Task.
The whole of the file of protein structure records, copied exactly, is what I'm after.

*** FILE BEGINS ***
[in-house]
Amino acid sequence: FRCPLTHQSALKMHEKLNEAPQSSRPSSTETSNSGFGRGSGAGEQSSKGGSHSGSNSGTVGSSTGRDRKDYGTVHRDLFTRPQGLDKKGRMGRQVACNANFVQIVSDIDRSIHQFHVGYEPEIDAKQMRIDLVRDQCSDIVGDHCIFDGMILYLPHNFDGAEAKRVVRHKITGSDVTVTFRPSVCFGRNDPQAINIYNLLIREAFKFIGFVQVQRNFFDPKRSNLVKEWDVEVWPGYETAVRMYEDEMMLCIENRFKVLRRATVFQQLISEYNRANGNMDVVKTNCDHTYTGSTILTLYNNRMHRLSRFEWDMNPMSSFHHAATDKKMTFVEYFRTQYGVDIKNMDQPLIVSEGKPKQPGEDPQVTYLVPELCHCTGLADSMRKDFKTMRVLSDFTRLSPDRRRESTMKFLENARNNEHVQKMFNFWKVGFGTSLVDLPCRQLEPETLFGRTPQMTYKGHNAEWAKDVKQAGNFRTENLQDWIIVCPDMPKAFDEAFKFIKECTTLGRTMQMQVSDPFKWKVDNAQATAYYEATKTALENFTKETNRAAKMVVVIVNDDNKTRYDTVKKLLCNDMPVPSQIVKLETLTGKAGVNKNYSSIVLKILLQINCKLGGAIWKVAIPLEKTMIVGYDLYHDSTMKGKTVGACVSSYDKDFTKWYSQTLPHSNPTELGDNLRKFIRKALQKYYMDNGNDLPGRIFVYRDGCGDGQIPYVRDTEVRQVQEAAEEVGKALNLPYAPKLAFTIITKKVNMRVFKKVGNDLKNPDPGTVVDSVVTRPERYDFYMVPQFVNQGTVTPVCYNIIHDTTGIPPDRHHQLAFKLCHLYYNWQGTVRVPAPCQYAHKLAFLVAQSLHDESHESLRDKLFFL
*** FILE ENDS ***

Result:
[in-house]
Amino acid sequence: FRCPLTHQSALKMHEKLNEAPQSSRPSSTETSNSGFGRGSGAGEQSSKGGSHSGSNSGTVGSSTGRDRKDYGTVHRDLFTRPQGLDKKGRMGRQVACNANFVQIVSDIDRSIHQFHVGYEPEIDAKQMRIDLVRDQCSDIVGDHCIFDGMILYLPHNFDGAEAKRVVRHKITGSDVTVTFRPSVCFGRNDPQAINIYNLLIREAFKFIGFVQVQRNFFDPKRSNLVKEWDVEVWPGYETAVRMYEDEMMLCIENRFKVLRRATVFQQLISEYNRANGNMDVVKTNCDHTYTGSTILTLYNNRMHRLSRFEWDMNPMSSFHHAATDKKMTFVEYFRTQYGVDIKNMDQPLIVSEGKPKQPGEDPQVTYLVPELCHCTGLADSMRKDFKTMRVLSDFTRLSPDRRRESTMKFLENARNNEHVQKMFNFWKVGFGTSLVDLPCRQLEPETLFGRTPQMTYKGHNAEWAKDVKQAGNFRTENLQDWIIVCPDMPKAFDEAFKFIKECTTLGRTMQMQVSDPFKWKVDNAQATAYYEATKTALENFTKETNRAAKMVVVIVNDDNKTRYDTVKKLLCNDMPVPSQIVKLETLTGKAGVNKNYSSIVLKILLQINCKLGGAIWKVAIPLEKTMIVGYDLYHDSTMKGKTVGACVSSYDKDFTKWYSQTLPHSNPTELGDNLRKFIRKALQKYYMDNGNDLPGRIFVYRDGCGDGQIPYVRDTEVRQVQEAAEEVGKALNLPYAPKLAFTIITKKVNMRVFKKVGNDLKNPDPGTVVDSVVTRPERYDFYMVPQFVNQGTVTPVCYNIIHDTTGIPPDRHHQLAFKLCHLYYNWQGTVRVPAPCQYAHKLAFLVAQSLHDESHESLRDKLFFL